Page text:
The same goes for you.
You’ve got this.
Now go and practise.
Your child wants to play an instrument.
So you’ve been on a websites and asked friends, trawled through endless names, elaborate biographies and dodgy videos. Once you’ve located a few hopefuls, what should you do?
First of all, its important to know what youwant. Just because Pete Howard* has performed on TV many times, it doesn’t mean he’ll be able to teach your tired child a C major scale after school. Take the time to call any teachers that have potential and tell them about your child, what you want from a teacher and ask what they want from you. The more questions you ask, the better informed you’ll be. It’s like buying a car. Most people will buy car that will not only take them from A – B, but will make the journey as smooth, comfortable and be as reliable as possible. A child’s music teacher can potentially shape the rest of their musical lives. Take your time, get informed and ask questions.
Again with the car analogies. Test drive! Thankfully many teachers will offer a free trial lesson so take advantage! Visit a few and again, don’t make a decision in a rush. Use this time to see how the teacher interacts with your child, if they are only interested in going from point A to point B, or more invested in the journey. Also, try and sit in during that first lesson. Clearly the teacher in question will be trying to impress you, but it’s best not to just rely on your child’s decision.
Talk to your child and the teacher. Many children after having one introductory lesson with a smiling and friendly teacher might be inclined to approve without much thought. Try to find out why your child likes the teacher (just saying they’re nice is not reason enough) and even what they didn’t like.
The same goes for the teacher. Be open about your schedules, expectations and the role music plays in your family. Allow the teacher to see if they can fit into your child’s life, after all, they also need to make a decision whether they can really help your child or not.
A good teacher can help your child learn an instrument. A great teacher can help to shape their whole musical lives.
*random made up name. If he really exists, I’m sure he’s a great teacher…
It’s the NFC Championship game on the 22nd Jan 2017 between the Atlanta Falcons and the Green Bay Packers. As traditional before a sporting event in the US, the national anthem was performed. This was a special one with saxophonist Mike Phillips stealing the show before the opening kickoff.
Hear how he uses the blues scale at 0:44 add a different ‘flavour’ to the anthem. He doesn’t play the anthem in strict time but instead emphasises different parts of the melody (0:37 for example) by adding extra notes and using particular saxophone techniques. He builds the anthem at 1:06 and uses a technique called circular breathing to extended the note on the word ‘free’. One of the reasons Mike Phillips’ version is so special is because you can hear that this is his clear interpretation of it. He isn’t trying to copy anyone else. He’s played with the late great Prince, Stevie Wonder and countless other superstars but always retains his unique sound and energy.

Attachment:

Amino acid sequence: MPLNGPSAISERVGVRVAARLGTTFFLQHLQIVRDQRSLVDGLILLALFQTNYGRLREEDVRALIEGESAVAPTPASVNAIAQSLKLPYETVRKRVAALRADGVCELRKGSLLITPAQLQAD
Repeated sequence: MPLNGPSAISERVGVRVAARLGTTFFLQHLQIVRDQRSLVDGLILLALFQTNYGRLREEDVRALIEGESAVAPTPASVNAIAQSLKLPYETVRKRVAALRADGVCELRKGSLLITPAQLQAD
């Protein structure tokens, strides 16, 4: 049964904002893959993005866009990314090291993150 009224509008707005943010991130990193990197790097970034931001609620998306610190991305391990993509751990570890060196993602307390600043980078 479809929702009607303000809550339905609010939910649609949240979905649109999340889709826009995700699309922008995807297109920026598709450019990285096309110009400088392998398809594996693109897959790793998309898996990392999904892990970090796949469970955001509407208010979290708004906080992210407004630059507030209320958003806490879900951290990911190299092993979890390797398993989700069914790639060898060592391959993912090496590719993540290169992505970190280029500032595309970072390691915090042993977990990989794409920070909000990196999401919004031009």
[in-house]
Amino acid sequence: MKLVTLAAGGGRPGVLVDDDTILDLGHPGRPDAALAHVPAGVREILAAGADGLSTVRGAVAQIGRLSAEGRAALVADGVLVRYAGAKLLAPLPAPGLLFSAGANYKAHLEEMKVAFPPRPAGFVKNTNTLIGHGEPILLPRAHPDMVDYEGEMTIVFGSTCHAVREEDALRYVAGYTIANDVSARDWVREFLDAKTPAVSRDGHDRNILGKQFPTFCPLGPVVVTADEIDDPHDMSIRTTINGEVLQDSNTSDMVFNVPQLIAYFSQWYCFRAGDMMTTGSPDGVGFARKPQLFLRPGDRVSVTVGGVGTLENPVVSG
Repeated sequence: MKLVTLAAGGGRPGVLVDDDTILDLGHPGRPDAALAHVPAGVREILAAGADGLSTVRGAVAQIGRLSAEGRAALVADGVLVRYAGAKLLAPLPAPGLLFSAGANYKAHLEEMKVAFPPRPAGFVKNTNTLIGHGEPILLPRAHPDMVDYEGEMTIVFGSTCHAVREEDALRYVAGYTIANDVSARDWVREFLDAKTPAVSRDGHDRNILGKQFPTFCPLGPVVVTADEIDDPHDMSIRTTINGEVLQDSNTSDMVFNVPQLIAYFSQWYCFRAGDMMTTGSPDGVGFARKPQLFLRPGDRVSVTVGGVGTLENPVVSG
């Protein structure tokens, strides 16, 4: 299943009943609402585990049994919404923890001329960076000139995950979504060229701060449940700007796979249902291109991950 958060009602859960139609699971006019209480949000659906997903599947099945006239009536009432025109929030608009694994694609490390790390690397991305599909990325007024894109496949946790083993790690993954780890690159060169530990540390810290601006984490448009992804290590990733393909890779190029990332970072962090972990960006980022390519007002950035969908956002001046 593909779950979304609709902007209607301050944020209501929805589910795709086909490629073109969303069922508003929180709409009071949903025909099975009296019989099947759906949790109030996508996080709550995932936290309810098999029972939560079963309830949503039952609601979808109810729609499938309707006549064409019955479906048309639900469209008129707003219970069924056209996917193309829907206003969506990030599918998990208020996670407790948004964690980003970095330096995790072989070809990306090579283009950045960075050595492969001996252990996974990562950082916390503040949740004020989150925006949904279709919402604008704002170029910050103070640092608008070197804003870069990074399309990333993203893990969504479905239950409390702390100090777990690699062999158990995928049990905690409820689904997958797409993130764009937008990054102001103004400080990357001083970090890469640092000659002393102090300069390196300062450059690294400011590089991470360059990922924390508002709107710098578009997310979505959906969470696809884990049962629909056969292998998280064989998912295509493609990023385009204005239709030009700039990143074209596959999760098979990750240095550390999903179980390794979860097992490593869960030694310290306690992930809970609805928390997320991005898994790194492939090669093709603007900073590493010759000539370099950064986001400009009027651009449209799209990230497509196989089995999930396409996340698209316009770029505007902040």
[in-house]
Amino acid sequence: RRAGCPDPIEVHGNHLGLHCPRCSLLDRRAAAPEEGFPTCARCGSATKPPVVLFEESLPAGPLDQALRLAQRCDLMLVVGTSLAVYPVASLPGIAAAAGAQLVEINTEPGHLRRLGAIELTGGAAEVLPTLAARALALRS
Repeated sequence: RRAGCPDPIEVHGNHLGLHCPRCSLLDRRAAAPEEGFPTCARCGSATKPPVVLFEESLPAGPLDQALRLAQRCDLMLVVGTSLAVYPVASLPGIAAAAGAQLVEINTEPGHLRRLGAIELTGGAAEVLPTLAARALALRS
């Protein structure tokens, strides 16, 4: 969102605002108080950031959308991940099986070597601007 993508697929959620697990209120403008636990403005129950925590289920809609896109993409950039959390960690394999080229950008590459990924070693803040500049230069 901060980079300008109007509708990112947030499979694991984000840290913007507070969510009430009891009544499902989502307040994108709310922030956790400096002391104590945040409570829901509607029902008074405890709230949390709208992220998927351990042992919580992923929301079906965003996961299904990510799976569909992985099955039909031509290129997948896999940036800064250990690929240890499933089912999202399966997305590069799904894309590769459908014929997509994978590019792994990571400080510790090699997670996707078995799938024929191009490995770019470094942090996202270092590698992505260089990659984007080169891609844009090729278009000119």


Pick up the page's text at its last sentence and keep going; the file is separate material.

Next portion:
National anthems, hymns or other songs with deep meaning do not have to be played in a solemn or sombre way. By watching this video and others like it, children can begin to understand that any song can be interpreted by a performer in any way, and like Mike Phillips demonstrated, if you can do this well, people will remember it forever.
Scrolling through my TeamStream feed this morning catching up on the weekends sport, I came across the headline ‘Giants, Yankees Step Up for Fallen NYPD Officer’. The article went on to say that the NY Yankees will be paying for the education of murdered NYPD officer Rafael Ramos’ sons, and that the New York Giants head coach Tom Coughlin, wore ‘a black strip on his left arm + a peace sign under the NY on his shirt in honor of slain NYPD officers’. While these gestures will in no way make up for the loss of life, they do show that sports teams are truly supportive to victims of heinous acts like murder, brutality and domestic violence. Or are they?
After the murders of Eric Garner and Michael Brown, many basketball and football players joined in the public outrage and showed their support of the fallen men. LeBron James, Kyrie Irving, Derrick Rose, Kevin Garnett and others wore the last words of Eric Garner emblazoned across their chests ‘I Can’t Breathe’.
What happened? The NBA commissioner Adam Silver said that although he respected the players’ stance, he would prefer the players to ‘abide by our on court attire rules’. He might as well have said ‘Yeah do it, it’s good that you have those views. But post it on your Instagram or Twitter. Don’t do it on the NBAs time. We have a brand to protect. Now drink your Gatorade and make sure the cameras see’. Images Tommie Smith and John Carlos come to mind.